April 9, 2010
Designer Profile | Remonia Jacobsen
Growing up in Oklahoma, Remonia Jacobsen (Otoe/Iowa) attended several public schools as well as the Pawnee and Chilocco Indian Schools. Jacobsen started sewing at a young age, and defined herself as ‘self-taught,’ improving her skills in design over the years. One of the main vehicles for Jacobsen’s fashion design self-apprenticeship was to create her daughters’ powwow dance outfits.
After moving from Oklahoma to Colorado in the mid-1970s, Jacobsen became increasingly interested in pursuing fashion design as a career and decided to develop her own fashion business. She pursued certificates in small business development and management, and began presenting her work through fashion shows, event lectures, and television programs in the 1970s. For over two years, Jacobsen participated in a television special, on channel KKTV in Colorado Springs, devoted to broadcasting programs on Indian culture. Largely motivated by the desire to share her culture with others for educational purposes, Jacobsen built a successful company and imparted to others the dynamic nature of Indian innovation through her numerous programs and presentations.
Jacobsen was also involved in civic and Indian affairs, participating in a number of community activities. She co-founded one of the area’s Inter-tribal Indian Clubs, and served on a number of advisory councils for alcoholism, affirmative action, human relations, and Native American issues. Jacobsen was active in the powwow scene, and assisted with organizing and hosting the local powwows in Colorado. She noted that female members of her family were bestowed the honor of wearing traditional Kiowa dresses and Jicarilla Apache dresses at tribal events, even though they were Otoe/Iowa. She created these outfits, and thus became well-versed in a variety of different tribal traditional garment-making techniques and styles. She distributed her fashion designs through outlets in New York, Washington, D.C., Oklahoma, Kansas, New Mexico, Oregon, and Washington state. Her clients included renowned Santa Clara potters Joseph Lonewolf and Grace Medicine Flower.
About Native fashion, Jacobsen stated, “Indian fashion is very much alive and real today. Both the Indian person and the non-Indian person are keenly aware of the Indian concepts of simplicity, durability, versatility and beauty shown in the fashion. I try to relay these concepts in the fashions I design. Using a traditional theme, I develop a fashion for today.”
Her first sentence marked Native fashion as dynamic and authentic. Perhaps responding to the trendy Natural Style of the 1970s, she connected her fashion to the then-favorable attributes of being both down-to-earth and back-to-earth. Jacobsen both played on and challenged the stereotypes of Indians as being close with nature.
The majority of Jacobsen’s garments were long loose-fitting dresses featuring Sioux, Otoe, Iowa, Seminole, Kiowa, and Pueblo designs, decorative techniques, and silhouettes. She also created a long dress with a halter top and stole embroidered with Otoe and Iowa style ribbon-work, a floor-length skirt and blouse adorned with Seminole appliqué, and a buckskin miniskirt with contemporary Kiowa leggings. She made a wedding dress and bridesmaid’s dress with designs inspired by an old photograph of her grandmother’s wedding, and incorporated traditional Otoe ribbon-work. She also created a floor-length manta-style dress with a thin strip of ribbon-work along the top, and a bikini bathing suit with wrap-around skirt decorated with Seminole-style patchwork. By the late 1970s, Gilham and Jacobsen demonstrated how Native women could take fashion in new directions, while still retaining their essential identity symbols.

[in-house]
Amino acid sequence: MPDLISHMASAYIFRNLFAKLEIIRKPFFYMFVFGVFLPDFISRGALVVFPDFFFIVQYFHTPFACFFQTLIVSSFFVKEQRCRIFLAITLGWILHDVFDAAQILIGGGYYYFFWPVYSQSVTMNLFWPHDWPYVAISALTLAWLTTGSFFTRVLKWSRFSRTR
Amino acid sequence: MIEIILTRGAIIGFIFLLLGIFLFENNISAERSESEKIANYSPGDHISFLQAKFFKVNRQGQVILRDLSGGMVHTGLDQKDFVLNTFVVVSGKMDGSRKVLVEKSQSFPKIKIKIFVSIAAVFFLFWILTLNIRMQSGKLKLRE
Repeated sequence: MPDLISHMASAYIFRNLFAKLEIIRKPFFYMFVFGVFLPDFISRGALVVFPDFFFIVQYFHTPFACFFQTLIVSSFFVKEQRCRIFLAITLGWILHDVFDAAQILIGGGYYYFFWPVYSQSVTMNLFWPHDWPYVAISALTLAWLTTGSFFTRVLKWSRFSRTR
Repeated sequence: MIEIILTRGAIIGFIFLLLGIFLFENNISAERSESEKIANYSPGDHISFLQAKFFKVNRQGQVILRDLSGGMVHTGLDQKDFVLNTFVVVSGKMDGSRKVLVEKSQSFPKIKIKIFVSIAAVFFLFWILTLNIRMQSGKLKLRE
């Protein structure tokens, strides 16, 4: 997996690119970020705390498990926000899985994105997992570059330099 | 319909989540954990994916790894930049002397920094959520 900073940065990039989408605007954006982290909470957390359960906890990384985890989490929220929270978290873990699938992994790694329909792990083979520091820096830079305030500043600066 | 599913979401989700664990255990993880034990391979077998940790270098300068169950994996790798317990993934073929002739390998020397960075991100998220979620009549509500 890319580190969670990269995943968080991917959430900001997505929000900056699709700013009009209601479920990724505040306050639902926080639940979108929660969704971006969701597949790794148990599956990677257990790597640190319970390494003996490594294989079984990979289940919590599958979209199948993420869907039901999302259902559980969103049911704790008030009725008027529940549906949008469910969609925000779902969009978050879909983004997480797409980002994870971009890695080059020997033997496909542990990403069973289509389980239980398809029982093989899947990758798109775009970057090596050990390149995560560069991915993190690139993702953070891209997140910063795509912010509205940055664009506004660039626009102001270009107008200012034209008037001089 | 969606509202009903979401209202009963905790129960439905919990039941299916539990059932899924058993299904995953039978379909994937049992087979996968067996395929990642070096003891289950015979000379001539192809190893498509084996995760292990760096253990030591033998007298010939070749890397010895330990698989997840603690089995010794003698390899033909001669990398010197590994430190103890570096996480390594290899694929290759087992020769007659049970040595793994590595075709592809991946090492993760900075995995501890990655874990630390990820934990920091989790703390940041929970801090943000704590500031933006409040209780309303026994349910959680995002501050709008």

Native American fashion designers in the 1970s were predominantly, if not entirely, women. These designers created appliqué dresses, ribbon shirts, and vests for Native and non-Native men and women. Gilham sold her work at professional conferences, and held community fashion shows that were made possible through the assistance of her family. Jacobsen participated in powwows and worked with advocacy groups. Being active in community organizations, the designers were aware of a new client: the active Native female advocate, which was essentially themselves.
To Jacobsen and other Native designers at this time, beauty meant wearing garments that were feminine (a dress), yet not too constricting in construction (loose-fitting), and decorated with embellishments that would relay a proud tribal or pan-Indian identity. A miniskirt made of buckskin was also an option for the younger females who wanted to wear a dress featuring the new liberating skirt length, yet would also express their Native American affiliation.
(Note: This is an excerpt from my dissertation and is copyrighted material)
(All images are scanned from a brochure featuring Jacobsen's Monkapeme Fashions, produced by Southern Plains Indian Museum and Crafts Center)